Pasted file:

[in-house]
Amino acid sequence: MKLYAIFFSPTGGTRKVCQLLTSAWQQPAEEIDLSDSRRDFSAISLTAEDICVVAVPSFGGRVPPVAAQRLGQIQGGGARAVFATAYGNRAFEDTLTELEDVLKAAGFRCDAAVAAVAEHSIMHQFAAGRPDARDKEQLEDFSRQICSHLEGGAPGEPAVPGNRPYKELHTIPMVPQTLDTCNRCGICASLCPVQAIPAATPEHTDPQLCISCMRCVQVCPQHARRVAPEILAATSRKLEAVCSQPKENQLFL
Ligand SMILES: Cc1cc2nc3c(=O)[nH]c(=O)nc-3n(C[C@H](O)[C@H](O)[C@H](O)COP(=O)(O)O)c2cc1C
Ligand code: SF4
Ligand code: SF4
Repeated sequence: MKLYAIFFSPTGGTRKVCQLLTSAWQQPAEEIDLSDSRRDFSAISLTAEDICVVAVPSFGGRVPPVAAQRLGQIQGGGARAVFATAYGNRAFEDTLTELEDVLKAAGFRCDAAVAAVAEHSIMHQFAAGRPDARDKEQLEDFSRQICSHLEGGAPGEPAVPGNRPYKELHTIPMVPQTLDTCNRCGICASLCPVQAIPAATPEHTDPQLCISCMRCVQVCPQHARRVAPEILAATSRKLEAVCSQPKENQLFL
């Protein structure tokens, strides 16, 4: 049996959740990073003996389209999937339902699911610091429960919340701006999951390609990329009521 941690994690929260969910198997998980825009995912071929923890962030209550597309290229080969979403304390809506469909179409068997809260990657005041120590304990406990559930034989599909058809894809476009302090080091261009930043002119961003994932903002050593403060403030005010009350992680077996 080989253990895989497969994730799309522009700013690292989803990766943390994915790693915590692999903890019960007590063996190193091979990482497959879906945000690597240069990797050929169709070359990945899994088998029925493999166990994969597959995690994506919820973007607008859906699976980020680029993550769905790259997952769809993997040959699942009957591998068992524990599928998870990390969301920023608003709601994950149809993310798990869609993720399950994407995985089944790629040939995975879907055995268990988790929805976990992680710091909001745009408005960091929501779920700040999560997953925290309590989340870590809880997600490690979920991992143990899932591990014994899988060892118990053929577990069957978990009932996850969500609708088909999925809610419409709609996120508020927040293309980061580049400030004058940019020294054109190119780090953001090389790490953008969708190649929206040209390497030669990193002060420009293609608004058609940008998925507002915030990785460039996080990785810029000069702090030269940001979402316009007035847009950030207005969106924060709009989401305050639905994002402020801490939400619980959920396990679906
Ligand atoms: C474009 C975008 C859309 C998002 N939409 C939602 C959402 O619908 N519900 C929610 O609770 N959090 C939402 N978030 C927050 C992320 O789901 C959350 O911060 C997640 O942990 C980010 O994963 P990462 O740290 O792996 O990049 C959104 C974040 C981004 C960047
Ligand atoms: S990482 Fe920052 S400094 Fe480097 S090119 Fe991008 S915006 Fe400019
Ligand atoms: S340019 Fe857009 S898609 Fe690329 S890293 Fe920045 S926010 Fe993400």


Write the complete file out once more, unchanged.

[in-house]
Amino acid sequence: MKLYAIFFSPTGGTRKVCQLLTSAWQQPAEEIDLSDSRRDFSAISLTAEDICVVAVPSFGGRVPPVAAQRLGQIQGGGARAVFATAYGNRAFEDTLTELEDVLKAAGFRCDAAVAAVAEHSIMHQFAAGRPDARDKEQLEDFSRQICSHLEGGAPGEPAVPGNRPYKELHTIPMVPQTLDTCNRCGICASLCPVQAIPAATPEHTDPQLCISCMRCVQVCPQHARRVAPEILAATSRKLEAVCSQPKENQLFL
Ligand SMILES: Cc1cc2nc3c(=O)[nH]c(=O)nc-3n(C[C@H](O)[C@H](O)[C@H](O)COP(=O)(O)O)c2cc1C
Ligand code: SF4
Ligand code: SF4
Repeated sequence: MKLYAIFFSPTGGTRKVCQLLTSAWQQPAEEIDLSDSRRDFSAISLTAEDICVVAVPSFGGRVPPVAAQRLGQIQGGGARAVFATAYGNRAFEDTLTELEDVLKAAGFRCDAAVAAVAEHSIMHQFAAGRPDARDKEQLEDFSRQICSHLEGGAPGEPAVPGNRPYKELHTIPMVPQTLDTCNRCGICASLCPVQAIPAATPEHTDPQLCISCMRCVQVCPQHARRVAPEILAATSRKLEAVCSQPKENQLFL
């Protein structure tokens, strides 16, 4: 049996959740990073003996389209999937339902699911610091429960919340701006999951390609990329009521 941690994690929260969910198997998980825009995912071929923890962030209550597309290229080969979403304390809506469909179409068997809260990657005041120590304990406990559930034989599909058809894809476009302090080091261009930043002119961003994932903002050593403060403030005010009350992680077996 080989253990895989497969994730799309522009700013690292989803990766943390994915790693915590692999903890019960007590063996190193091979990482497959879906945000690597240069990797050929169709070359990945899994088998029925493999166990994969597959995690994506919820973007607008859906699976980020680029993550769905790259997952769809993997040959699942009957591998068992524990599928998870990390969301920023608003709601994950149809993310798990869609993720399950994407995985089944790629040939995975879907055995268990988790929805976990992680710091909001745009408005960091929501779920700040999560997953925290309590989340870590809880997600490690979920991992143990899932591990014994899988060892118990053929577990069957978990009932996850969500609708088909999925809610419409709609996120508020927040293309980061580049400030004058940019020294054109190119780090953001090389790490953008969708190649929206040209390497030669990193002060420009293609608004058609940008998925507002915030990785460039996080990785810029000069702090030269940001979402316009007035847009950030207005969106924060709009989401305050639905994002402020801490939400619980959920396990679906
Ligand atoms: C474009 C975008 C859309 C998002 N939409 C939602 C959402 O619908 N519900 C929610 O609770 N959090 C939402 N978030 C927050 C992320 O789901 C959350 O911060 C997640 O942990 C980010 O994963 P990462 O740290 O792996 O990049 C959104 C974040 C981004 C960047
Ligand atoms: S990482 Fe920052 S400094 Fe480097 S090119 Fe991008 S915006 Fe400019
Ligand atoms: S340019 Fe857009 S898609 Fe690329 S890293 Fe920045 S926010 Fe993400």